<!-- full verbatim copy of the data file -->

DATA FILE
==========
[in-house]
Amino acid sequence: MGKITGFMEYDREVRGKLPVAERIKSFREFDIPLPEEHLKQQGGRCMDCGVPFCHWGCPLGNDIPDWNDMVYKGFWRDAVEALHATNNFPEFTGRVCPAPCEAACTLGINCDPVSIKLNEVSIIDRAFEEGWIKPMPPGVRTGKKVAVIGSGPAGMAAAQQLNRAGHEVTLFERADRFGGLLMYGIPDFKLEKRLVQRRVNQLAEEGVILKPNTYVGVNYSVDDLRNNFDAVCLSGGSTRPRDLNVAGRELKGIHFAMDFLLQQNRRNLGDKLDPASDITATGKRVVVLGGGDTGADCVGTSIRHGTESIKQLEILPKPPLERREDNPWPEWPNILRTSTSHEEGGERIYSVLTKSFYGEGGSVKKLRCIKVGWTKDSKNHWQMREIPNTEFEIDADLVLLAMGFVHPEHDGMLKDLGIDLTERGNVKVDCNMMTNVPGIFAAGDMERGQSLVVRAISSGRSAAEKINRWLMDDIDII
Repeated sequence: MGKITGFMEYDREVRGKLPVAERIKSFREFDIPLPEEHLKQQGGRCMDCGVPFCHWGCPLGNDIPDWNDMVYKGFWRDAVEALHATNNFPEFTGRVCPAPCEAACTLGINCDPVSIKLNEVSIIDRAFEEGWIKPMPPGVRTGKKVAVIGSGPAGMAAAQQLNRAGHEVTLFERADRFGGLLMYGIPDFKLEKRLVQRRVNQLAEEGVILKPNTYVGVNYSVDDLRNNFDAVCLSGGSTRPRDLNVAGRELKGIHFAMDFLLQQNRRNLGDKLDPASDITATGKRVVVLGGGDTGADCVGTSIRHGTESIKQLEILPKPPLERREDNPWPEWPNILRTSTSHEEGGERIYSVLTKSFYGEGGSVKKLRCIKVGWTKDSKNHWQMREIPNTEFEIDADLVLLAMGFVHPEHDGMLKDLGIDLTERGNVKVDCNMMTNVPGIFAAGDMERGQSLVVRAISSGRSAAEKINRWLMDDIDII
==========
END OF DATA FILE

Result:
[in-house]
Amino acid sequence: MGKITGFMEYDREVRGKLPVAERIKSFREFDIPLPEEHLKQQGGRCMDCGVPFCHWGCPLGNDIPDWNDMVYKGFWRDAVEALHATNNFPEFTGRVCPAPCEAACTLGINCDPVSIKLNEVSIIDRAFEEGWIKPMPPGVRTGKKVAVIGSGPAGMAAAQQLNRAGHEVTLFERADRFGGLLMYGIPDFKLEKRLVQRRVNQLAEEGVILKPNTYVGVNYSVDDLRNNFDAVCLSGGSTRPRDLNVAGRELKGIHFAMDFLLQQNRRNLGDKLDPASDITATGKRVVVLGGGDTGADCVGTSIRHGTESIKQLEILPKPPLERREDNPWPEWPNILRTSTSHEEGGERIYSVLTKSFYGEGGSVKKLRCIKVGWTKDSKNHWQMREIPNTEFEIDADLVLLAMGFVHPEHDGMLKDLGIDLTERGNVKVDCNMMTNVPGIFAAGDMERGQSLVVRAISSGRSAAEKINRWLMDDIDII
Repeated sequence: MGKITGFMEYDREVRGKLPVAERIKSFREFDIPLPEEHLKQQGGRCMDCGVPFCHWGCPLGNDIPDWNDMVYKGFWRDAVEALHATNNFPEFTGRVCPAPCEAACTLGINCDPVSIKLNEVSIIDRAFEEGWIKPMPPGVRTGKKVAVIGSGPAGMAAAQQLNRAGHEVTLFERADRFGGLLMYGIPDFKLEKRLVQRRVNQLAEEGVILKPNTYVGVNYSVDDLRNNFDAVCLSGGSTRPRDLNVAGRELKGIHFAMDFLLQQNRRNLGDKLDPASDITATGKRVVVLGGGDTGADCVGTSIRHGTESIKQLEILPKPPLERREDNPWPEWPNILRTSTSHEEGGERIYSVLTKSFYGEGGSVKKLRCIKVGWTKDSKNHWQMREIPNTEFEIDADLVLLAMGFVHPEHDGMLKDLGIDLTERGNVKVDCNMMTNVPGIFAAGDMERGQSLVVRAISSGRSAAEKINRWLMDDIDII